Tangent note: Most TED talks are a treat, but this one is particularly funny and thought-provoking. If you haven’t seen it yet, consider paying it a visit. If you have an iPhone or iPod Touch, you may like the TED app too!

Over the last few years, many in the Social Media space have been on a quest to find the perfect ROI model for blogs, micro-blogs, wikis, social networking, social bookmarking and other animals in the ever growing Web 2.0 zoo. You’ll see opinions ranging from “we don’t need ROI for Social Media” to “Web 2.0 has to rely on a lagging ROI” to “ROI 2.0 comes from time savings”. In a way, they are all right and all wrong at the same time. Paraphrasing Doctor Moskowitz, there is no perfect Social Media ROI model, there are only perfect Social Media ROI models.

Since 2006, I’ve been talking to several senior executives in multiple industries and across geographies about the business value of Web 2.0, and have noticed a wide range of approaches when deciding whether or not (and how much) to invest in social computing. For companies in the forefront of the social media battleground, such as newspapers, book publishers and TV channels, investing heavily in new web technologies has often been a question of survival, and decision makers had significant leeway in trying new ways of delivering their products and services, with the full blessing of their stakeholders. On the other side of the spectrum, in sectors such as financial services, social media is not yet unanimously regarded as the way to go. I’ve heard from a number of banking and insurance clients that, if Social Media advocates don’t articulate clearly the returns they are expecting to achieve, they won’t get the funds to realize their vision.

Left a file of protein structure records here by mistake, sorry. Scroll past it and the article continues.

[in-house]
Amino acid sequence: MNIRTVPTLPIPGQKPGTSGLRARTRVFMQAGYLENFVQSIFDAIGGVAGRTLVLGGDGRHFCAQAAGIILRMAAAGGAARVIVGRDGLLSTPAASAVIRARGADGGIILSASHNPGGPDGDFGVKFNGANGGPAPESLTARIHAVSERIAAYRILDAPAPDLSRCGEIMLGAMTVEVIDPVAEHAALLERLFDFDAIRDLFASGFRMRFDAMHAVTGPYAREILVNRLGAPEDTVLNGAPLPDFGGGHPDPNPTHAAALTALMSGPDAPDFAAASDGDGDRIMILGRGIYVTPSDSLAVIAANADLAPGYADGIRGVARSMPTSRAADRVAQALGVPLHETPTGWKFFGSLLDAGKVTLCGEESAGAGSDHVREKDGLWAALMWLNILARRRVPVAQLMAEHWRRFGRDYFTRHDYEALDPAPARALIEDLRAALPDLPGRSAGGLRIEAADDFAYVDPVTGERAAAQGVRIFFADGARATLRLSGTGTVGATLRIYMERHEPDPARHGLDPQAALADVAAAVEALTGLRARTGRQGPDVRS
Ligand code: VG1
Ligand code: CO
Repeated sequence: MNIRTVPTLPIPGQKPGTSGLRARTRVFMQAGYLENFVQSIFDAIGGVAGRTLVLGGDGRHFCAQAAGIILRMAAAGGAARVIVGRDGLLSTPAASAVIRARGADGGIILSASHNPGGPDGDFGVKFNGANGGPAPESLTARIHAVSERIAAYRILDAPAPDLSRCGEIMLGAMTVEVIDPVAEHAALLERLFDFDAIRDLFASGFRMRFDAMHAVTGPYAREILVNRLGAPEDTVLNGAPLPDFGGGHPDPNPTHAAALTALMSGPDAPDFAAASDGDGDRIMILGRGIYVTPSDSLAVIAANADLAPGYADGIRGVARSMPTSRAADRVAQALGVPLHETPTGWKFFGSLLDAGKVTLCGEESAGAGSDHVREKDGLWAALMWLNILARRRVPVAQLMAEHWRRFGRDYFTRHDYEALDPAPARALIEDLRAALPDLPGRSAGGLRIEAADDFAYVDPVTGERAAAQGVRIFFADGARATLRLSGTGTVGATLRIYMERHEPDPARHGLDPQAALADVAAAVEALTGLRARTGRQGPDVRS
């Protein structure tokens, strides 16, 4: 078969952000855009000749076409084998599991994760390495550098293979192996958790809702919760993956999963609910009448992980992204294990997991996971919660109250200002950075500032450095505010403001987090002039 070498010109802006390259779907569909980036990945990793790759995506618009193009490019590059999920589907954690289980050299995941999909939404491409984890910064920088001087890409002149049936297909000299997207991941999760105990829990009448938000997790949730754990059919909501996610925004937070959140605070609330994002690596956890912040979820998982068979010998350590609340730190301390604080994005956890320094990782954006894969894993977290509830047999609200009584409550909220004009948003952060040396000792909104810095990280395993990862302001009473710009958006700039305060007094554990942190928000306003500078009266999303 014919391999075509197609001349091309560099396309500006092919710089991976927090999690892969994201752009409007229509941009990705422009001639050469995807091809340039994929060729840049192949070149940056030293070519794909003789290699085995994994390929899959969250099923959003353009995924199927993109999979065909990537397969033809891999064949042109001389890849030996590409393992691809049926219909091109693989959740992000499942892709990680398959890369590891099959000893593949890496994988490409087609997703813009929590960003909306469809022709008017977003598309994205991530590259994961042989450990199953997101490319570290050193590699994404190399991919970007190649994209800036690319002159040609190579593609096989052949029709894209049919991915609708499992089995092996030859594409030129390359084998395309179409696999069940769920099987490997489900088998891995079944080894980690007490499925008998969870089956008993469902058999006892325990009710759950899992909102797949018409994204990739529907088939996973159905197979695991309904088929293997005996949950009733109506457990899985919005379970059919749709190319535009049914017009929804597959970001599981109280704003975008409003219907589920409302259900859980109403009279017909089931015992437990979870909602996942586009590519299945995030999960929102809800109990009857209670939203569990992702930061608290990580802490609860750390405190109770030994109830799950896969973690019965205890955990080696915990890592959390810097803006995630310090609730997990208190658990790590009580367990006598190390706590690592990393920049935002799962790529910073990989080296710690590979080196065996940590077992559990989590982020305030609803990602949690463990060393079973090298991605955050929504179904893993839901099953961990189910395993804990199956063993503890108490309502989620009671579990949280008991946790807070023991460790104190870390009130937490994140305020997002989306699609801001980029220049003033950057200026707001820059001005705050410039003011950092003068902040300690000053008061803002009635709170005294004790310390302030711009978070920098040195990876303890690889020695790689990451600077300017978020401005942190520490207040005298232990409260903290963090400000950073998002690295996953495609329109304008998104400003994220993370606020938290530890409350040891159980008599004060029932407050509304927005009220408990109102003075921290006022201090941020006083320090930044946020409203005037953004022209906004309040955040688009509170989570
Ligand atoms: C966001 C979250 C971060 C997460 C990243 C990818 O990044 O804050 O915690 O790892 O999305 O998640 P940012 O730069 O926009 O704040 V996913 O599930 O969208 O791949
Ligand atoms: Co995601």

Most players in Government were also very skeptical until the Obama effect took the world by storm, creating a sense of urgency that was not as prevalent before. Since then, government agencies around the globe seem to be a bit more forgiving with high level business cases for social computing initiatives inside and outside the firewall. However, to balance things out, in most of the other industries, investments in innovation are being subject to even more scrutiny than normal due to the tough current economic environment. So, having a few ROI models in your pocket does not hurt.